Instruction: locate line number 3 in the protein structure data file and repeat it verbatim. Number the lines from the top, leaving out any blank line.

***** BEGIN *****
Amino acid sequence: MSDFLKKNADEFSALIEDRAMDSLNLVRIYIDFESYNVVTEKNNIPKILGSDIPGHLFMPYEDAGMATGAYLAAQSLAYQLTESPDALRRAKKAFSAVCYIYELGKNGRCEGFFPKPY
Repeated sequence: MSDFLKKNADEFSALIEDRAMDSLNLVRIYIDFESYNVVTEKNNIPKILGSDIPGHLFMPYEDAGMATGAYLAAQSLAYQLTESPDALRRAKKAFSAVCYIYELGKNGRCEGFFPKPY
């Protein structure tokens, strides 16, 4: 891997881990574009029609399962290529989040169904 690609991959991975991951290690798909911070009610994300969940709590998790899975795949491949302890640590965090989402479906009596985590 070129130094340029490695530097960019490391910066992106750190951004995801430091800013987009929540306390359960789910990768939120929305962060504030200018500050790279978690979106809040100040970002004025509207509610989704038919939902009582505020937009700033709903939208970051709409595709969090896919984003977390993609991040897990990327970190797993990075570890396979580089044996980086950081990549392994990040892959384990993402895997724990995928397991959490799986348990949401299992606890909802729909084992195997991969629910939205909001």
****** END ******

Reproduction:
């Protein structure tokens, strides 16, 4: 891997881990574009029609399962290529989040169904 690609991959991975991951290690798909911070009610994300969940709590998790899975795949491949302890640590965090989402479906009596985590 070129130094340029490695530097960019490391910066992106750190951004995801430091800013987009929540306390359960789910990768939120929305962060504030200018500050790279978690979106809040100040970002004025509207509610989704038919939902009582505020937009700033709903939208970051709409595709969090896919984003977390993609991040897990990327970190797993990075570890396979580089044996980086950081990549392994990040892959384990993402895997724990995928397991959490799986348990949401299992606890909802729909084992195997991969629910939205909001």